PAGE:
This is an excerpt from the DataStax whitepaper "Data Modeling in Apache Cassandra™;" which delves into how to choose the right data model for your Apache Cassandra™ application in 5 easy steps. Click here to download the full whitepaper.


Thinking in Relational Terms Can Cause Problems

On the surface, Cassandra’s Query Language (CQL) looks much like SQL but failing to consider how Cassandra stores data can cause serious problems. Consider an example where we decide to partition our user community into groups. We want to be able to retrieve information about all users that belong in a group as shown.

Cassandra Query Language 1

A good table structure to support such a query in Cassandra would use the groupname as a partition key so that members of the same group reside on the same partition for fast lookup.
 

Cassandra Query Language 2

Someone with a relational database background might be tempted to normalize the database schema by creating tables for users, groups, and user-group relationships as shown.

Cassandra Query Language 3

Now suppose there were 1,000 users in each group, and we wanted to perform the same query retrieving information for all users in a group. In this normalized case, the application would need to read 1,002 partitions—first querying the groups table to retrieve the group_description, then querying the user_groups table to retrieve all userids in the group. After this, the users table needs to be queried for each of the 1,000 userids, each on a separate partition.

Secondary indexes

Consider a table holding user accounts where a unique username identifies an account. The table structure below is ideal for looking up users by username (the partition key).

Cassandra Query Language 4

Now imagine that we need to generate a list of user accounts in a single country. Normally, a query like this would require a full table scan. This is a horrible idea in Cassandra. Depending on the size of the table, a query like this may be very expensive and may consume all the resources on the cluster.

One way to solve this problem is to create another table designed to support the new query, with country designated as the partition key and username as the clustering key. However, such a solution is still problematic because country is a low-cardinality column. As our database scales, we may end up with millions of users in the same country, causing the partition for a country to become very large. In general, we do not recommend creating partitions with more than a few hundred thousand rows. A better practice would be to use a composite partition key with a country, state, city, and so forth to reduce the number of rows per partition.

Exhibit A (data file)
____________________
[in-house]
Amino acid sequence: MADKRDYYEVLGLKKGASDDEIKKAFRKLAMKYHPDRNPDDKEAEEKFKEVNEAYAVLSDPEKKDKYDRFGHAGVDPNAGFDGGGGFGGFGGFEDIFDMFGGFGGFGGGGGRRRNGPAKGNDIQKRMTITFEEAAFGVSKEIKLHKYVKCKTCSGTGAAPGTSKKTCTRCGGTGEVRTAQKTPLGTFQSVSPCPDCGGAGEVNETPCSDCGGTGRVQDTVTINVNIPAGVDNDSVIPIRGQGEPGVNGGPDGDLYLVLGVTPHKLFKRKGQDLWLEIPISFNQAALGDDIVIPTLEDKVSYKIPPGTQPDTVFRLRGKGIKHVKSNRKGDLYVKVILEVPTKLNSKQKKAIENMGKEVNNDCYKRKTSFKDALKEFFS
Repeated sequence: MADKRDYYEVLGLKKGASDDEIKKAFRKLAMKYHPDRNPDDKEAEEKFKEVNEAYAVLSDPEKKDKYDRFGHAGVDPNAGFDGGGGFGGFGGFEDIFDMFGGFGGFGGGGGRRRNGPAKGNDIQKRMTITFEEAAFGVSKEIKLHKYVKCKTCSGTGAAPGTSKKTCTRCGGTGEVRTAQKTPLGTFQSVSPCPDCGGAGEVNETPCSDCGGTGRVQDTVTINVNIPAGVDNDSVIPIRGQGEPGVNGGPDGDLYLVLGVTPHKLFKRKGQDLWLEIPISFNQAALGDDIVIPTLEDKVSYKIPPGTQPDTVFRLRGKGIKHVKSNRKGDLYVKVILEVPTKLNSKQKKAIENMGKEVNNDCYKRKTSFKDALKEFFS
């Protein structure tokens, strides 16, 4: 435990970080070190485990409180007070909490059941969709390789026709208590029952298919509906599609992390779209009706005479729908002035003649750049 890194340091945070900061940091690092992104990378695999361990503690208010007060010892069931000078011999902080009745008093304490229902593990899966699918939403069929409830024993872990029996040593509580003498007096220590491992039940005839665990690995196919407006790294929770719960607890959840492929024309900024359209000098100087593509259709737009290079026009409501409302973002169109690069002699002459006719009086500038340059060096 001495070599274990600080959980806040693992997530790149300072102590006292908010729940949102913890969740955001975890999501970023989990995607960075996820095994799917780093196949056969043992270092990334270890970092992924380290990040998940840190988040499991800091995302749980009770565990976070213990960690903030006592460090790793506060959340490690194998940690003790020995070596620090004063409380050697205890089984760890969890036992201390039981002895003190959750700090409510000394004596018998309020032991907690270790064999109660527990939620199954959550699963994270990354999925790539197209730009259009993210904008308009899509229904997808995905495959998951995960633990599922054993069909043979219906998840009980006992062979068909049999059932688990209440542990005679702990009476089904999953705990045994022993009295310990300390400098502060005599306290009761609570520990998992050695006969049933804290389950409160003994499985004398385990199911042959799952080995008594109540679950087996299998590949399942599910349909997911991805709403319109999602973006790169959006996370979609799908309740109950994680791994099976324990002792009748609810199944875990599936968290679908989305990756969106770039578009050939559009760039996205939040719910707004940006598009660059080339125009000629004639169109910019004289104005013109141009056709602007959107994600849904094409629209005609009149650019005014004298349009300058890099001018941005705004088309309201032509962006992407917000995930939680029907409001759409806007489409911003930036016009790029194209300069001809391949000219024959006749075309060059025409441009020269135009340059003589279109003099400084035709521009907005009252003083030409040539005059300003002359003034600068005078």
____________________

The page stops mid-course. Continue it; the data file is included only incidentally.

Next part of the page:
Another solution, which works better for low-cardinality columns, is to use a secondary index:

Cassandra Query Language 5

The secondary index allows users to run queries like the following:

Cassandra Query Language

This is convenient and looks much like a relational database. So why not always use a secondary index as opposed to creating query-specific tables?

The challenge is how secondary indexes are stored. Replicating a global index for every record on every Cassandra host is not feasible, so instead, Cassandra maintains a secondary index on each host indexing only the data on that host. To use a secondary index to search across all user_accounts in the UK, the query needs to check with every node in the Cassandra cluster, and then use the local index to retrieve only the records where country = “UK”. This is expensive since user accounts stored in the index reside in different partitions, but at least the query only reads records for users known to reside in the UK—far less expensive than a full table scan.

Creating a secondary index on a high-cardinality column like email would be disastrous. Whereas there are only 195 countries, in a table with 100,000,000 rows, every email address would be unique. The index on each host would be enormous, and the amount of work required to support the query on each host would scale accordingly.

Secondary indexes have their place, but they should only be used when queries are expected to return tens or perhaps hundreds of rows at most, and when the indexed column has medium cardinality.


Thanks for reading this excerpt from the DataStax whitepaper "Data Modeling in Apache Cassandra™;" tune in next week when we release another excerpt or click here to download the full asset.

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